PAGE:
TASCAM Sound Recorder (Part 3)

Part 1, 2, 3, 4

As per product reviews on the web and as per my personal experience, the DR-40 picks up noises generated by the handling of the device. One way to prevent such noises consists in using a wired remote controller namely the Tascam RC-10. The key component from this option is a compact flat box featuring 10 buttons. It outputs a coded IR beam for controlling TASCAM devices.

However, as the DR-40 does not feature an IR receiver port so that TASCAM (actually TEAC) designed a dock for the remote controller. This dock is very likely fitted with an IR receiver which converts the coded IR beam into a TTL compatible signal. This TTL signal is routed to the DR-40 via a 3 wires cable which plugs to the bottom of the recorder with a 2.5 stereo jack. The dock itself  features a clip at the back which is handy for attaching it to your belt of your trousers or to the pocket of your reporter vest.

Although the cable is 3m long, this length might not suffice for reaching the recorder. Thus the idea of taking control of the DR-40 through a custom remote controller. And the good news is that this is easily manageable as the remote controller talks to the device using an asynchronous protocol. As mentioned above, the connecting hardware consists in a stereo jack of 2.5 mm where:

  • the tip is for the signal from the controller to the device
  • the ring is for the +3.3 V from the device (used to power the controller)
  • the sleeve is for the GND

Next is a description of the data exchanged between the device and the controller:

Three button states are interpreted:

  • button press
  • button down (for more than 100 ms)
  • button up

To each button corresponds a function

  • Pause/Stop
  • Play
  • Record
  • Forward
  • Back
  • Mark
  • F1
  • F2
  • F3 (Input volume +)
  • F4 (Input volume -)

On each change of state the RC-10 sends a byte which format is as follows:

 ----- ----- ----- ----- ----- ----- ----- ----- 
|  7  |  6  |  5  |  4  |  3  |  2  |  1  |  0  |
 ----- ----- ----- ----- ----- ----- ----- ----- 
|  X  | BS  | BS  |  F  |  F  |  F  |  F  |  F  |
 ----- ----- ----- ----- ----- ----- ----- -----

Where :

  • BS stands for button state
  • F stands for function

With:

Button states

 
 ----- ----- ----- ----- ----- ----- ----- ----- 
|  7  |  6  |  5  |  4  |  3  |  2  |  1  |  0  |
 ----- ----- ----- ----- ----- ----- ----- ----- 
|  X  |  1  |  0  |  X  |  X  |  X  |  X  |  X  | Button down
|  X  |  1  |  1  |  X  |  X  |  X  |  X  |  X  | Button down for more than 100ms, 
|  X  |  0  |  0  |  X  |  X  |  X  |  X  |  X  | Button up
 ----- ----- ----- ----- ----- ----- ----- -----

Functions

 
 ----- ----- ----- ----- ----- ----- ----- ----- 
|  7  |  6  |  5  |  4  |  3  |  2  |  1  |  0  |
 ----- ----- ----- ----- ----- ----- ----- ----- 
|  X  |  X  |  0  |  0  |  1  |  0  |  0  |  0  | Pause/Stop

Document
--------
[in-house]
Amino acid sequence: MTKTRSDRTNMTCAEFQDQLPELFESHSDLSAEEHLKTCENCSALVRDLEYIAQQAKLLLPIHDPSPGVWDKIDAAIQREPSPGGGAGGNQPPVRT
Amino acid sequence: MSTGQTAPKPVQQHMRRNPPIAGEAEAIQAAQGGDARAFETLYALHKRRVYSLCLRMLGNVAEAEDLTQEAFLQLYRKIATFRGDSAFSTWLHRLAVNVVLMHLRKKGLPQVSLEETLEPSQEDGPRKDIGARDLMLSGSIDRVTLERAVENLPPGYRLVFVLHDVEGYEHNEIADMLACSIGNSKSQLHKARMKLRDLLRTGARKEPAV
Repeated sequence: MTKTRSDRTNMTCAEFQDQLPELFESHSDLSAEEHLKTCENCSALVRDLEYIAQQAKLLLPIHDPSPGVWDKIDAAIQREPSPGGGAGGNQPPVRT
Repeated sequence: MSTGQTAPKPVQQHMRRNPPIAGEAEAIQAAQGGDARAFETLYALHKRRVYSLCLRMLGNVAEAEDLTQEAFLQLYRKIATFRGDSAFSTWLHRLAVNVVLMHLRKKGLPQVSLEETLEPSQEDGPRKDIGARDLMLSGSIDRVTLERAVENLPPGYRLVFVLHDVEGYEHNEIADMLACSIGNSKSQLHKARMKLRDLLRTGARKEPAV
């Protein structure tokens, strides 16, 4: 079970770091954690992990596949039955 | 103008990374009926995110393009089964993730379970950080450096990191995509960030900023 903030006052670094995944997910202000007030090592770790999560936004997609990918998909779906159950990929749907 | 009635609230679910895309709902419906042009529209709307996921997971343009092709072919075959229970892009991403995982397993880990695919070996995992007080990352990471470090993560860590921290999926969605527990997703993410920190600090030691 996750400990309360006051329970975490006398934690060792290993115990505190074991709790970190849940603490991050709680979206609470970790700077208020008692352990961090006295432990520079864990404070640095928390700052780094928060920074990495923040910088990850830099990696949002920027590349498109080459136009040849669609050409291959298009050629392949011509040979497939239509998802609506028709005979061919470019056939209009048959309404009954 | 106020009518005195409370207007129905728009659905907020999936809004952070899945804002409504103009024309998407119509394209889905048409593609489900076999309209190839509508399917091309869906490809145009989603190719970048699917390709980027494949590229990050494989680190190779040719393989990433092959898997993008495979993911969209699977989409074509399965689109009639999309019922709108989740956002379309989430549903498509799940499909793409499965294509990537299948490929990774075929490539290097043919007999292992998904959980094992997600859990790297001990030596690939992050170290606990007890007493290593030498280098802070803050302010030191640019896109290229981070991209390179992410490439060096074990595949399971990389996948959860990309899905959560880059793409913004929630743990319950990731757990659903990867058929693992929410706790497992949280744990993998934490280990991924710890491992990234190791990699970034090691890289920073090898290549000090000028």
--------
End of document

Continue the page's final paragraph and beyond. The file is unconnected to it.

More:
|  X  |  X  |  0  |  0  |  1  |  0  |  0  |  1  | Play
|  X  |  X  |  0  |  0  |  1  |  0  |  1  |  1  | Record
|  X  |  X  |  0  |  0  |  1  |  1  |  1  |  0  | Forward
|  X  |  X  |  0  |  0  |  1  |  1  |  1  |  1  | Back
|  X  |  X  |  1  |  1  |  1  |  0  |  0  |  0  | Mark
|  X  |  X  |  1  |  1  |  1  |  1  |  0  |  0  | F1
|  X  |  X  |  1  |  1  |  1  |  1  |  0  |  1  | F2
|  X  |  X  |  1  |  1  |  1  |  1  |  1  |  0  | F3
|  X  |  X  |  1  |  1  |  1  |  1  |  1  |  1  | F4
 ----- ----- ----- ----- ----- ----- ----- -----

Please note that  unlike the DR-40 itself, running some functions require doubled actions: to stop a play back, run the stop command twice. The first one will pause the playback, the second one will stop it. To record sounds, run the record command twice: the first one presets the recording and the second one launches the recording itself.

Driving the DR-40 from a standard Arduino (+5V) is quite simple and requires few cheap components. Two options are considered: the safe one and the standard one. The safe option features an optocoupler while the other option features a GP transistor. Both will trigger the signal line using an open collector configuration. Next picture illustrates the two options:

The pull up resistor which is built in the DR-40 is about 10 k Ohm. However it looks insufficient for obtaining clean squared pulses out of the interface. I experimentally found that fitting a 10 k Ohm resistor (R1) in the interface is a good compromise between signal cleanness and power consumption. R2 might be in the k Ohm range (1 to 10 k Ohm) and T1 might be any general purpose NPN transistor holding up to a vertiginous 10 mA Ice (A 2N3904 will do the job very well). R3 is chosen so that the current through the LED is about 10 mA which is the optimum running point for a 4N35 optocoupler (500 Ohm).

From a code point of view, all you have to really care about is the inverted signal out of this controller: a high level on an Arduino pin will result in a low level on the controller side. The code that I will introduce in a later post features a bit bang serial writer that can be set for both normal and inverted signal (in other words, spaces and marks are swapped in the digital messages). Few other things have to be taken into account. Firstly, the baud rate is 9600. Issuing a key action consists in generating a key press word, wait for 150 ms and issue a key up word. I did not bother with the key down state as it makes no sense in the context of this project. Last but not least, the issued words are 11 bits long: 1 start bit, 8 data bits, 1 even parity bit (the number of marks + the parity bit must be an even number) and 1 stop bit. Again, the bit bang writer will allow you to set all these parameters.

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